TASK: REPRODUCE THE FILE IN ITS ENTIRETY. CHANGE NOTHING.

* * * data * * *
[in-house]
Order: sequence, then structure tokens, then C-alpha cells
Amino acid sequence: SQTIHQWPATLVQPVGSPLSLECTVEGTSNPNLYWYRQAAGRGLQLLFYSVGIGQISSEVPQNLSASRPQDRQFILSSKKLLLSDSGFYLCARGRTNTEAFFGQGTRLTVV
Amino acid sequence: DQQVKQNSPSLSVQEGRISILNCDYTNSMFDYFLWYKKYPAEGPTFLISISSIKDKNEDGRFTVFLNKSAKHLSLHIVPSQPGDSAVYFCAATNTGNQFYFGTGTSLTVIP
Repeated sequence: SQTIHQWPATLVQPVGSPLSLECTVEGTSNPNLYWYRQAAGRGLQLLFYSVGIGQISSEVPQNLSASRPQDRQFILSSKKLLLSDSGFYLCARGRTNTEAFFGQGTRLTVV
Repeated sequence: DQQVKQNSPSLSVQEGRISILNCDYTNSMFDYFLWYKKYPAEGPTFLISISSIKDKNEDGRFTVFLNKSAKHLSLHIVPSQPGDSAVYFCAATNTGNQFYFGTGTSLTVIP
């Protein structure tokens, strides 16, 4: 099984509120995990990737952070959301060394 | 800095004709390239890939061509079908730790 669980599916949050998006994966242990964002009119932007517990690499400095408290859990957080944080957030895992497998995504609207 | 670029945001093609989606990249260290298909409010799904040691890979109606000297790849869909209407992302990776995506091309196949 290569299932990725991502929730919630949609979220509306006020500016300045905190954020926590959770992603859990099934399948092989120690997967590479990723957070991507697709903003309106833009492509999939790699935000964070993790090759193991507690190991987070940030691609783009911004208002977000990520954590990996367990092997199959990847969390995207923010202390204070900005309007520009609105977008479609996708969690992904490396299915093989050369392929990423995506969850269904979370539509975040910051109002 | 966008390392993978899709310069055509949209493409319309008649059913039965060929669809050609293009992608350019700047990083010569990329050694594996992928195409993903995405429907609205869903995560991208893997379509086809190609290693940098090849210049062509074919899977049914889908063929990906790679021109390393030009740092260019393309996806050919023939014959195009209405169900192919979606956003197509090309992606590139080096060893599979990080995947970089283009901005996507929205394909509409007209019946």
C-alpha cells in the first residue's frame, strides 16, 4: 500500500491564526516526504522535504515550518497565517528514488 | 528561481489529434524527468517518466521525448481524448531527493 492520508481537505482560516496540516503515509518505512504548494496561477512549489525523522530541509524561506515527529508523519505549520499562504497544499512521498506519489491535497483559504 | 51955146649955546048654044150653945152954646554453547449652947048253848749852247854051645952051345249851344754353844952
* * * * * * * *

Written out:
[in-house]
Order: sequence, then structure tokens, then C-alpha cells
Amino acid sequence: SQTIHQWPATLVQPVGSPLSLECTVEGTSNPNLYWYRQAAGRGLQLLFYSVGIGQISSEVPQNLSASRPQDRQFILSSKKLLLSDSGFYLCARGRTNTEAFFGQGTRLTVV
Amino acid sequence: DQQVKQNSPSLSVQEGRISILNCDYTNSMFDYFLWYKKYPAEGPTFLISISSIKDKNEDGRFTVFLNKSAKHLSLHIVPSQPGDSAVYFCAATNTGNQFYFGTGTSLTVIP
Repeated sequence: SQTIHQWPATLVQPVGSPLSLECTVEGTSNPNLYWYRQAAGRGLQLLFYSVGIGQISSEVPQNLSASRPQDRQFILSSKKLLLSDSGFYLCARGRTNTEAFFGQGTRLTVV
Repeated sequence: DQQVKQNSPSLSVQEGRISILNCDYTNSMFDYFLWYKKYPAEGPTFLISISSIKDKNEDGRFTVFLNKSAKHLSLHIVPSQPGDSAVYFCAATNTGNQFYFGTGTSLTVIP
């Protein structure tokens, strides 16, 4: 099984509120995990990737952070959301060394 | 800095004709390239890939061509079908730790 669980599916949050998006994966242990964002009119932007517990690499400095408290859990957080944080957030895992497998995504609207 | 670029945001093609989606990249260290298909409010799904040691890979109606000297790849869909209407992302990776995506091309196949 290569299932990725991502929730919630949609979220509306006020500016300045905190954020926590959770992603859990099934399948092989120690997967590479990723957070991507697709903003309106833009492509999939790699935000964070993790090759193991507690190991987070940030691609783009911004208002977000990520954590990996367990092997199959990847969390995207923010202390204070900005309007520009609105977008479609996708969690992904490396299915093989050369392929990423995506969850269904979370539509975040910051109002 | 966008390392993978899709310069055509949209493409319309008649059913039965060929669809050609293009992608350019700047990083010569990329050694594996992928195409993903995405429907609205869903995560991208893997379509086809190609290693940098090849210049062509074919899977049914889908063929990906790679021109390393030009740092260019393309996806050919023939014959195009209405169900192919979606956003197509090309992606590139080096060893599979990080995947970089283009901005996507929205394909509409007209019946």
C-alpha cells in the first residue's frame, strides 16, 4: 500500500491564526516526504522535504515550518497565517528514488 | 528561481489529434524527468517518466521525448481524448531527493 492520508481537505482560516496540516503515509518505512504548494496561477512549489525523522530541509524561506515527529508523519505549520499562504497544499512521498506519489491535497483559504 | 51955146649955546048654044150653945152954646554453547449652947048253848749852247854051645952051345249851344754353844952